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Portion of Goodhue may soon be for sale

Portion of Goodhue may soon be for sale 02/16/2011

By Stephanie Slepian

STATEN ISLAND, N.Y. — The Children’s Aid Society, tired of waiting on the city to buy part of the Goodhue Center in New Brighton, will put part of the property on the market if the mayor’s preliminary budget — expected to be released tomorrow — doesn’t include the funds for the purchase.

It’s a likely scenario, especially since $9 million allocated by elected officials to the Parks Department to buy the site no longer exists. A market sale means the bucolic land that has served generations of Staten Island kids for nearly a century could fall into the hands of a developer, instead of being preserved as a public park.

Included in any sale — whether to the city or another party — would be 38 of the Manhattan-based non-profit’s 42 acres. The proceeds would be used by The Children’s Aid Society to continue its programs on the remaining four acres.

“The Children’s Aid Society has worked with New York City government in good faith to structure a sale that would protect 38 acres of public park land, and keep it open to all,” said president and CEO Richard Buery.

“If funds are not allocated in Mayor Bloomberg’s preliminary budget toward the purchase of this land, we have no choice but to put the property on the market.”


That’s a fate elected officials tried to prevent more than five years ago, when The Children’s Aid Society first considered selling a portion of its 42 acres because of cuts in government funding and the rising cost of maintaining its aging facilities around the five boroughs.

“I understand [The Children’s Aid Society’s] frustration, I share it,” said City Councilman James Oddo (R-Mid-Island/Brooklyn). “If this ever comes to pass, where they sell this property and the ultimate use is not a net positive for Staten Island, it will be another stain on the legacy of this Parks Department, the commissioner and this administration.”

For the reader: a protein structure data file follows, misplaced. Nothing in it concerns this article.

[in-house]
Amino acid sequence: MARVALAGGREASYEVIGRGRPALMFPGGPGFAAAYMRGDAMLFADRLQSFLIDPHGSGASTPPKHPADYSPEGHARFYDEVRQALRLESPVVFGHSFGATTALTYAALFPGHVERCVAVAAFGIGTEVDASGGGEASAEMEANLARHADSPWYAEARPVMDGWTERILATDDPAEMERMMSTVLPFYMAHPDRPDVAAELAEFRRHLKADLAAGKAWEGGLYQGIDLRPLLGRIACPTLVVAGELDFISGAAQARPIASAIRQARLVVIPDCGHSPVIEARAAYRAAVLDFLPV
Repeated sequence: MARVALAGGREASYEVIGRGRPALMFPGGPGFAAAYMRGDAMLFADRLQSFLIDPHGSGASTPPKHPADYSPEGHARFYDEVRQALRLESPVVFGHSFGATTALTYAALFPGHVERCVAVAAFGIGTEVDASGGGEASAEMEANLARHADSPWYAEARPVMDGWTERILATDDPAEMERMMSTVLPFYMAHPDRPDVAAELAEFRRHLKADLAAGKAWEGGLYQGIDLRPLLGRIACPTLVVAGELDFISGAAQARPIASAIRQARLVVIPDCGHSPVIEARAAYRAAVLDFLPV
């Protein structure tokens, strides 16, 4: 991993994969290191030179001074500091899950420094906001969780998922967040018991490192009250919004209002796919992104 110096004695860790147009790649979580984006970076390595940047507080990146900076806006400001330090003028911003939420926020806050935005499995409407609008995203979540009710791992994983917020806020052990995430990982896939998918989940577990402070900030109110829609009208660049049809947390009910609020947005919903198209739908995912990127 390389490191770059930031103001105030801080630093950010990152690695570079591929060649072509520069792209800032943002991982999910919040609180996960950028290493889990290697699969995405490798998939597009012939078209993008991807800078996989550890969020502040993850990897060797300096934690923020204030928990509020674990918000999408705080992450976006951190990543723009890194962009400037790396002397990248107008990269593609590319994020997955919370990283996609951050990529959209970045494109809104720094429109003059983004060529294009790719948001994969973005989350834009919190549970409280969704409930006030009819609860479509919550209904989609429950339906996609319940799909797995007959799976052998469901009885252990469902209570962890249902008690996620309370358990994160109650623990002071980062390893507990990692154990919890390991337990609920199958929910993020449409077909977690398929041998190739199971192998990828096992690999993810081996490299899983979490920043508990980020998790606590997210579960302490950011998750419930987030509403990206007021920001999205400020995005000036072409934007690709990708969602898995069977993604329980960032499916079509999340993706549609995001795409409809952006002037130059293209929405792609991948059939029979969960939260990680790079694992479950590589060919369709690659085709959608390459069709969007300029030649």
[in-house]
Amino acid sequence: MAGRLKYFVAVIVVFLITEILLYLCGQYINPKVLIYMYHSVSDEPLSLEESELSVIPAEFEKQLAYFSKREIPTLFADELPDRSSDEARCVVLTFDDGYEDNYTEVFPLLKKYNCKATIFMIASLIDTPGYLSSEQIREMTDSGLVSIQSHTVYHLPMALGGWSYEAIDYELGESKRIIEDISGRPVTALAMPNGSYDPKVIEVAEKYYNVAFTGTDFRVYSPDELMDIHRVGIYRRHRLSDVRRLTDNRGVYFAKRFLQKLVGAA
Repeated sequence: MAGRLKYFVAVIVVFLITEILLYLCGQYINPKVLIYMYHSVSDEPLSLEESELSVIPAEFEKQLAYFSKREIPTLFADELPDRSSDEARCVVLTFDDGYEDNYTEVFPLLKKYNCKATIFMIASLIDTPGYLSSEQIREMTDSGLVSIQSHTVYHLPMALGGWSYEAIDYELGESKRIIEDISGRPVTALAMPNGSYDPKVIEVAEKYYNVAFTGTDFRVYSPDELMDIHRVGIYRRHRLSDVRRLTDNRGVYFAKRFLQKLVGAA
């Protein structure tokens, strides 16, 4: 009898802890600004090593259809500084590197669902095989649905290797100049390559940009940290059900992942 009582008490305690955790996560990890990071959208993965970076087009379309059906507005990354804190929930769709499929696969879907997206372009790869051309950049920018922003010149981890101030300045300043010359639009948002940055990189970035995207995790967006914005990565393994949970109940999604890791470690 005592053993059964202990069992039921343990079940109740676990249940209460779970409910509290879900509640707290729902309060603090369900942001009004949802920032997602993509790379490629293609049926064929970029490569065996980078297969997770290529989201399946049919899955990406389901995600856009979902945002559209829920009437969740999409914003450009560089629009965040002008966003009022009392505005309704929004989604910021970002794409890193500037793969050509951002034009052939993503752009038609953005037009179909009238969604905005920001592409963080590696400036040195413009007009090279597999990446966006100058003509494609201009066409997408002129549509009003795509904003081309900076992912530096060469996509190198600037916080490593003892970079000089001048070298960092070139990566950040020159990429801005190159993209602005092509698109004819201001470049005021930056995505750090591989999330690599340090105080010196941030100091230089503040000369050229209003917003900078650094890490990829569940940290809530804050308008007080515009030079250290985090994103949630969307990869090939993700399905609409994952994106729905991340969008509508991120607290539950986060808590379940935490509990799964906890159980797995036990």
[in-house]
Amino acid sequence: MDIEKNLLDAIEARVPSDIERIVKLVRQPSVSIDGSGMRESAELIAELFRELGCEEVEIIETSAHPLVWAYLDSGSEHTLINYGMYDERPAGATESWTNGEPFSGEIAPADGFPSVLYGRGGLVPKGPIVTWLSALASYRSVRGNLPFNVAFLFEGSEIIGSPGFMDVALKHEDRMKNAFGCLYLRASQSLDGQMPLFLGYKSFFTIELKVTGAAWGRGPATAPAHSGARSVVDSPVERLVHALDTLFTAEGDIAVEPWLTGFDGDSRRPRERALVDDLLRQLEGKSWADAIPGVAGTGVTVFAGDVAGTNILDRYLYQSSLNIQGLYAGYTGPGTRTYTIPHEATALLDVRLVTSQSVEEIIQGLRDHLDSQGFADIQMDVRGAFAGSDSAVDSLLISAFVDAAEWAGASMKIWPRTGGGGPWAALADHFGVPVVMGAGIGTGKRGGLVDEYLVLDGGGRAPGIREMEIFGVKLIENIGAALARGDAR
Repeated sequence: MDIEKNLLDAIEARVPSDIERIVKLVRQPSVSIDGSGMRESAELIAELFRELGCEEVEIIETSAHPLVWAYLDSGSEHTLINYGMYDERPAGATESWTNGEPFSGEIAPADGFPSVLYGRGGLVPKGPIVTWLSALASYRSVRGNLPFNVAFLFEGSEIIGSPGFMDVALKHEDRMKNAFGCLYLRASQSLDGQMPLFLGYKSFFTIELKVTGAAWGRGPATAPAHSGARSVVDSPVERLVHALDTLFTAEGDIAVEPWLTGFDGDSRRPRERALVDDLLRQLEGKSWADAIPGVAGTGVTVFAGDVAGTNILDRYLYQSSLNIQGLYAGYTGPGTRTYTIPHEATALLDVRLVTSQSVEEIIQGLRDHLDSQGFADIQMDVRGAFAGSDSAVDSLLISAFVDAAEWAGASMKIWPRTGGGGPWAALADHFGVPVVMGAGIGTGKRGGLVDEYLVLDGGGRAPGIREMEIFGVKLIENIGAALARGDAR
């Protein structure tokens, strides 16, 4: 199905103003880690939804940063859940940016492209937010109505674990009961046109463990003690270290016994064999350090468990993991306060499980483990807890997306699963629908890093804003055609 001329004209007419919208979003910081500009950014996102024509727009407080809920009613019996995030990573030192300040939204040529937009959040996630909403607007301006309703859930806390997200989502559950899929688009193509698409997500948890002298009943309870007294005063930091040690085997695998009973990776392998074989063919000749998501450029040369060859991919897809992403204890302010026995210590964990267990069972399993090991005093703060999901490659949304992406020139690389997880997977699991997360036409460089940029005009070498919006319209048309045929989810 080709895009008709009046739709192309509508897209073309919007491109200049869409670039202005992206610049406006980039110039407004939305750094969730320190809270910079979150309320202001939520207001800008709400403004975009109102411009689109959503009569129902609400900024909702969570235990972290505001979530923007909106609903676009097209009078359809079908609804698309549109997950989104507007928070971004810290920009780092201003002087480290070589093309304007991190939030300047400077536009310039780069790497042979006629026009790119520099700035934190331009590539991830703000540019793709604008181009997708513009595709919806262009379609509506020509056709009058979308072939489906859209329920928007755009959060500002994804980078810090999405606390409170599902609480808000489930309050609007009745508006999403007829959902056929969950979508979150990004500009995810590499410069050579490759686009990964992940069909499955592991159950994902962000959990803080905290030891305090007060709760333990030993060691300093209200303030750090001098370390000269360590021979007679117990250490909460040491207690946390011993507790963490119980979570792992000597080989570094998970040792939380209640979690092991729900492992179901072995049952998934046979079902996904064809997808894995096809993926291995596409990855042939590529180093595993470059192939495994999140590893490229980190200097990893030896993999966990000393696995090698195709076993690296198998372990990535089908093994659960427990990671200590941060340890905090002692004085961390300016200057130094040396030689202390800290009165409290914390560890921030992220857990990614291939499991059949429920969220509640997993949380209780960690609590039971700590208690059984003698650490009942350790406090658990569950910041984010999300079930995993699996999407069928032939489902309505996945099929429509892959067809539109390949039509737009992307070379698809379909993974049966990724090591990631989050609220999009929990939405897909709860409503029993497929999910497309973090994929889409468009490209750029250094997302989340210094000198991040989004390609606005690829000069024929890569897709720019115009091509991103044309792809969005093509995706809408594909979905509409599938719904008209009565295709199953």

Back in 2005, the Children’s Aid Society — which has run a summer camp and after-school programs for underserved children at its Goodhue Center since 1912 — announced plans to sell most of its land to private developers and use funds from the sale to build a new facility on what remained.

But elected officials weren’t about to see any swath of public land turned into another housing development.

The City Council delegation and Borough President James P. Molinaro set aside $9 million in discretionary funding to purchase 38 acres at Goodhue since 2005. Another $1 million was allocated in July by then-Rep. Michael McMahon, who was one of the driving forces in preserving the land when he was a city councilman.

Today, less than $2 million of that money remains.

The Parks Department has told elected officials that the money was used to meet mandated cuts to their capital budget.


“I was distressed to receive notification that the Children’s Aid Society is considering placing a portion of the Goodhue Center property on the market for sale,” said Councilwoman Debi Rose (D-North Shore). “Many of Staten Island’s elected officials have worked very hard to preserve the Goodhue property for public use and had committed funding. Recognizing our current budget crisis and limitations, I will continue to work with Goodhue and government offices to preserve this wonderful North Shore natural resource.”

Oddo has discounted promises made in recent meetings with Parks that the agency will “find the money” to move forward on the purchase in stages, especially with bigger cuts looming this year.

“Like robber barons, they stole this money in the middle of the night,” Oddo said. “Their credibility was already extremely thin. I have very little faith. I have no reason to have faith. With a 20 percent cut in the capital budget, we knew how to connect the dots.”

So did The Children’s Aid Society, which served 800 children at its mental health clinic and 500 children at the Goodhue summer camp last year.

“It is our strong preference that the land remains public park land,” Buery said. “We have negotiated with the city for five years about this property because we’d prefer it to be parkland. However, if we don’t sell a portion of our property, we will have to cut services at a time when children and families need them the most.”